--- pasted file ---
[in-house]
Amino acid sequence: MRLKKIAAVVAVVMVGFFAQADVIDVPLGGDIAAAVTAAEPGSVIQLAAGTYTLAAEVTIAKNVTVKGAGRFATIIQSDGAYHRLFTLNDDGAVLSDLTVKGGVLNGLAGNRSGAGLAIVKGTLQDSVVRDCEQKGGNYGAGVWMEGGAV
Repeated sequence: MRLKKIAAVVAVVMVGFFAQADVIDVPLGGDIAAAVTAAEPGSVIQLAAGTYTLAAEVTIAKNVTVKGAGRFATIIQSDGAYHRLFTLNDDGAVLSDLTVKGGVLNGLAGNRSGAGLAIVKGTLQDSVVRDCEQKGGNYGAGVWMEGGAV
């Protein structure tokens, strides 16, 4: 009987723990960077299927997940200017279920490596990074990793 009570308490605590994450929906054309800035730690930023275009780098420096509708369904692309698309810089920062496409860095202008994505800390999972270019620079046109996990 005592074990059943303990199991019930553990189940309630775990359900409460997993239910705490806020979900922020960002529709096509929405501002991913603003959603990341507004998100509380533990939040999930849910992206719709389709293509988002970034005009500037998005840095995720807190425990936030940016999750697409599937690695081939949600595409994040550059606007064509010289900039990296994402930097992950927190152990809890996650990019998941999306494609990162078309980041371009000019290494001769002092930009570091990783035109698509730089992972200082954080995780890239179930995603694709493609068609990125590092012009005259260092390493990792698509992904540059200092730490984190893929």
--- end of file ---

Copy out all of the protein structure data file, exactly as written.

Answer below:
[in-house]
Amino acid sequence: MRLKKIAAVVAVVMVGFFAQADVIDVPLGGDIAAAVTAAEPGSVIQLAAGTYTLAAEVTIAKNVTVKGAGRFATIIQSDGAYHRLFTLNDDGAVLSDLTVKGGVLNGLAGNRSGAGLAIVKGTLQDSVVRDCEQKGGNYGAGVWMEGGAV
Repeated sequence: MRLKKIAAVVAVVMVGFFAQADVIDVPLGGDIAAAVTAAEPGSVIQLAAGTYTLAAEVTIAKNVTVKGAGRFATIIQSDGAYHRLFTLNDDGAVLSDLTVKGGVLNGLAGNRSGAGLAIVKGTLQDSVVRDCEQKGGNYGAGVWMEGGAV
């Protein structure tokens, strides 16, 4: 009987723990960077299927997940200017279920490596990074990793 009570308490605590994450929906054309800035730690930023275009780098420096509708369904692309698309810089920062496409860095202008994505800390999972270019620079046109996990 005592074990059943303990199991019930553990189940309630775990359900409460997993239910705490806020979900922020960002529709096509929405501002991913603003959603990341507004998100509380533990939040999930849910992206719709389709293509988002970034005009500037998005840095995720807190425990936030940016999750697409599937690695081939949600595409994040550059606007064509010289900039990296994402930097992950927190152990809890996650990019998941999306494609990162078309980041371009000019290494001769002092930009570091990783035109698509730089992972200082954080995780890239179930995603694709493609068609990125590092012009005259260092390493990792698509992904540059200092730490984190893929």